13. No_Style

    No_Style Styleless Wonder

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    I would have said "unusable" or "reserved" instead of "illegal" because it makes it sound like some kind of crime if you do. :lol: You can use the first network on a VLSM/CIDR network though or when you enable "ip subnet zero" on a router. With IOS version 12 and up its enabled by default. What semester of CISCO are you at? As you learn more and more, you'll realize how much the Internet was based on a foundation of poor planning. :(

    Again, good work on the whole run down of it :D

    P.S - Here's a nice document for those who want a nice charts relating to subnetting from Cisco! It will compliment Greg's work really really nicely!
     
    Last edited: Sep 29, 2004
  14. Falstaff

    Falstaff Old Codger

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    I know it sounds cheezy but I used the calculator in windows accessories to do the conversions.
     
  15. GutterPunk

    GutterPunk I = Greatest Dood

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    Wow I mustve mixed it up good call, as you are right... i dunno what i was thinking good thing i showed both ways... but I was thinking i had someone try to teach it to me that way thanks will be fixed
     
  16. Falstaff

    Falstaff Old Codger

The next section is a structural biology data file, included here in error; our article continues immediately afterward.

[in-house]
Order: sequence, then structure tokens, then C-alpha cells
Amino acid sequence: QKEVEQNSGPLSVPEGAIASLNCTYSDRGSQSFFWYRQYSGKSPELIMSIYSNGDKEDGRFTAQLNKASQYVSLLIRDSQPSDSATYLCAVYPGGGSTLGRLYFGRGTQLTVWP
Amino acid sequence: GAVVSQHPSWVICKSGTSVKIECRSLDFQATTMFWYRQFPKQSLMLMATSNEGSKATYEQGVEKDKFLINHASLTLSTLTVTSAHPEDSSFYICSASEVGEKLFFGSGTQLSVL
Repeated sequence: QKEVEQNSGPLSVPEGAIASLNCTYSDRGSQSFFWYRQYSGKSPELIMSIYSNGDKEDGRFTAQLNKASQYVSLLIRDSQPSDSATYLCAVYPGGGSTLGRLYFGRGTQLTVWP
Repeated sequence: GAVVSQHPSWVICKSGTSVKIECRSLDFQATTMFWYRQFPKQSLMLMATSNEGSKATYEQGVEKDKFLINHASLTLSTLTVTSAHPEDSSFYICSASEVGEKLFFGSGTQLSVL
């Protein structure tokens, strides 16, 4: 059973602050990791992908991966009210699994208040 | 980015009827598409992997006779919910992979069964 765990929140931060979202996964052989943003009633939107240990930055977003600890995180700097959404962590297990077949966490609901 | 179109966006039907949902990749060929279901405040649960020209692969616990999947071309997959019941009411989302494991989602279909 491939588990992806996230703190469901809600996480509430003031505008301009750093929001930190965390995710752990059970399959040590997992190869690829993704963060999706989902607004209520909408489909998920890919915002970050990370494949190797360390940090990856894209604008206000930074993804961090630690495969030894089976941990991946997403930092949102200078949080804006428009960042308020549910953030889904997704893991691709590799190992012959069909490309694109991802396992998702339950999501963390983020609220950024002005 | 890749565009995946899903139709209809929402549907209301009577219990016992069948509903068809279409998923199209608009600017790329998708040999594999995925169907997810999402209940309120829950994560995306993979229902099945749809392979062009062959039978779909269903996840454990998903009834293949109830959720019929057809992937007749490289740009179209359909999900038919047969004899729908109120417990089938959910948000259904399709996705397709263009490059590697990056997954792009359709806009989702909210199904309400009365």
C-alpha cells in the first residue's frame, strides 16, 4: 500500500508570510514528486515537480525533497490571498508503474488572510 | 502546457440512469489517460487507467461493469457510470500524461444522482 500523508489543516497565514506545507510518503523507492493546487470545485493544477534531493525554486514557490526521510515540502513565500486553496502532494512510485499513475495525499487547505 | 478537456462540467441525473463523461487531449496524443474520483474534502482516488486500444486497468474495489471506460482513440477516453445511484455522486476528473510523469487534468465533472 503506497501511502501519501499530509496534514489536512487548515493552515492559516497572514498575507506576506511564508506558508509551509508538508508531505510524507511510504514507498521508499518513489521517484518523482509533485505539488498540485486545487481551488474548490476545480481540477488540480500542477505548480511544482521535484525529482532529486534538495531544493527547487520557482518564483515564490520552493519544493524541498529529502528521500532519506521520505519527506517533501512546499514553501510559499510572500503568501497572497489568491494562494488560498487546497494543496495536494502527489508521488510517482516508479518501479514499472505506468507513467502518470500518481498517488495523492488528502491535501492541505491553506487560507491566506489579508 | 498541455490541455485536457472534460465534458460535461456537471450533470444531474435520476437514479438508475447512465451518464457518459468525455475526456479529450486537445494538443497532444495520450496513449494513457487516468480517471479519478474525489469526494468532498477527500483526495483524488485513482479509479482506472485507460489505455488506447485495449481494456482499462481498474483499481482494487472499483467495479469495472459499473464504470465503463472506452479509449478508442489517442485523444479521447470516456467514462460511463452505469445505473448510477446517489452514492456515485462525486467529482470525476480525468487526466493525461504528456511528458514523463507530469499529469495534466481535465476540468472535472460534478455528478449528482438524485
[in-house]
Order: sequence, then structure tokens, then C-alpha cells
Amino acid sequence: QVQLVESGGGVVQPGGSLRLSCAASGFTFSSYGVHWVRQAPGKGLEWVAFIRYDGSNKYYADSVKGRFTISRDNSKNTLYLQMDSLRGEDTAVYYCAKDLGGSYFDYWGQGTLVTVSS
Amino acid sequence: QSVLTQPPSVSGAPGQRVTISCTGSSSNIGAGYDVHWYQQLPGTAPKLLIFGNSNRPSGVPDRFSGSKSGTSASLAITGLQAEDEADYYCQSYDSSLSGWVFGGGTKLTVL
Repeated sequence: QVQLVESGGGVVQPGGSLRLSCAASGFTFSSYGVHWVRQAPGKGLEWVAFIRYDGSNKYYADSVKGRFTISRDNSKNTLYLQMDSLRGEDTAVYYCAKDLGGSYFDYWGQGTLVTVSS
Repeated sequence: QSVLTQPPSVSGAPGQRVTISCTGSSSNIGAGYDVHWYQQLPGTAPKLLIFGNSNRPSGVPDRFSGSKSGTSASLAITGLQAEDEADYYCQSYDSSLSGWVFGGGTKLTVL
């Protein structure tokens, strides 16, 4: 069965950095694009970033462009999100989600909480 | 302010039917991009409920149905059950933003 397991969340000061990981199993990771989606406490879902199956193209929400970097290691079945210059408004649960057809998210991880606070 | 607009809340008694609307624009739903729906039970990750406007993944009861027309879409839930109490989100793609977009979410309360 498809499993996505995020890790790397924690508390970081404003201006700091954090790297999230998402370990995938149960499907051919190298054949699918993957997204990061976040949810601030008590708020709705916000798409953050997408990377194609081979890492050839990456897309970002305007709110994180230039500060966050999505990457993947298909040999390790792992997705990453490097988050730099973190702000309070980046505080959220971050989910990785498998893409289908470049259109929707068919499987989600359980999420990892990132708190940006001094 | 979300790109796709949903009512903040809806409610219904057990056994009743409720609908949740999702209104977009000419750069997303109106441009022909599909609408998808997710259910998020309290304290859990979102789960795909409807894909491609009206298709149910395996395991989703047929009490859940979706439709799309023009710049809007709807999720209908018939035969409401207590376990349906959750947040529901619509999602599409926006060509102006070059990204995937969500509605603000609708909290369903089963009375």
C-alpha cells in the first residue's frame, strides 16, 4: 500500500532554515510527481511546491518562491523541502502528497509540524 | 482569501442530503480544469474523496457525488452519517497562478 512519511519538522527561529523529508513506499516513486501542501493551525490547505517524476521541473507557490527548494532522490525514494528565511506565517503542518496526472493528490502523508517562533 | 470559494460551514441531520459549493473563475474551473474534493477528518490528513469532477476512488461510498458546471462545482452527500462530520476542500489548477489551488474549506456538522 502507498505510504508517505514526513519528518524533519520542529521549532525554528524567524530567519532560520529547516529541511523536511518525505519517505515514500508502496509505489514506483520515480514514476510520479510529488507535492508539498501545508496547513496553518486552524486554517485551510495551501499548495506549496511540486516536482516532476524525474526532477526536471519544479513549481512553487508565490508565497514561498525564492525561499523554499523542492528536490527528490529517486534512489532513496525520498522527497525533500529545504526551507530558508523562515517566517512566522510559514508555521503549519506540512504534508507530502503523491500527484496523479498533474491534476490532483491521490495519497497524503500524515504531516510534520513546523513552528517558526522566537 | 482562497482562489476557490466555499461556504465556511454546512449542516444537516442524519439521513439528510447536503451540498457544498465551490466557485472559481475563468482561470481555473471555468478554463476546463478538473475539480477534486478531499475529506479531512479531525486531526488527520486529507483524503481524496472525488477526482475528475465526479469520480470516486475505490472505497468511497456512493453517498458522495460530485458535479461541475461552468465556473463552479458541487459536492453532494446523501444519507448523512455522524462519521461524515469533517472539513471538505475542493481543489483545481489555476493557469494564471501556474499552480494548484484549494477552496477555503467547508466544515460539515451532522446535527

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    You put so much work into that Greg, and you ignored your women, tsk tsk....
    more for me, woo hoo
     
  17. GutterPunk

    GutterPunk I = Greatest Dood

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    I proof read it so many times cant believe i didnt catch those
     
  18. tek

    tek New Member

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    I'm currently in a Cisco class, and we learned about all this stuff (binary to decimal, etc) in Module 1 (chapter 1). Pretty simple stuff... just use the Windows Calculator... lol
     
  19. GutterPunk

    GutterPunk I = Greatest Dood

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    the conversions are easy the stupid address space assigning sucks... it took me awhile to get the hang of it, but once you understand it, your golden
     
  20. Chaos

    Chaos Number Nine

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    excellent guide GutterPunk, takes me back to TCP/IP classes of my MCSE training (shudders)